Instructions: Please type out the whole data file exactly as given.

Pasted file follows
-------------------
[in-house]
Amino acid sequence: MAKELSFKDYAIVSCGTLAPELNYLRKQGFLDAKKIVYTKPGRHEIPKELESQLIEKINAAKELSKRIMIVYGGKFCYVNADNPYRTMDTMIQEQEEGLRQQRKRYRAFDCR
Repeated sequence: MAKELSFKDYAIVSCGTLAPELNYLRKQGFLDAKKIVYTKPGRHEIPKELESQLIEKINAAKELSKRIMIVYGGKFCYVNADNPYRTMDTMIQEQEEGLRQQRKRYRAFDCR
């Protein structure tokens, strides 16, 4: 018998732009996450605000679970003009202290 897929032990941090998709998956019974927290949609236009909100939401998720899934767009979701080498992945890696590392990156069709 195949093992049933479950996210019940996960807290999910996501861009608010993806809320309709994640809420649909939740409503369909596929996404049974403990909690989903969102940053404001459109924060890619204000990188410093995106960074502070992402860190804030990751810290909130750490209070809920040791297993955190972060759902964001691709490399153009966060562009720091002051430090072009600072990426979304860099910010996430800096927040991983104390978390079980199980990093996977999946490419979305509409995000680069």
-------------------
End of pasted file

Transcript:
[in-house]
Amino acid sequence: MAKELSFKDYAIVSCGTLAPELNYLRKQGFLDAKKIVYTKPGRHEIPKELESQLIEKINAAKELSKRIMIVYGGKFCYVNADNPYRTMDTMIQEQEEGLRQQRKRYRAFDCR
Repeated sequence: MAKELSFKDYAIVSCGTLAPELNYLRKQGFLDAKKIVYTKPGRHEIPKELESQLIEKINAAKELSKRIMIVYGGKFCYVNADNPYRTMDTMIQEQEEGLRQQRKRYRAFDCR
């Protein structure tokens, strides 16, 4: 018998732009996450605000679970003009202290 897929032990941090998709998956019974927290949609236009909100939401998720899934767009979701080498992945890696590392990156069709 195949093992049933479950996210019940996960807290999910996501861009608010993806809320309709994640809420649909939740409503369909596929996404049974403990909690989903969102940053404001459109924060890619204000990188410093995106960074502070992402860190804030990751810290909130750490209070809920040791297993955190972060759902964001691709490399153009966060562009720091002051430090072009600072990426979304860099910010996430800096927040991983104390978390079980199980990093996977999946490419979305509409995000680069």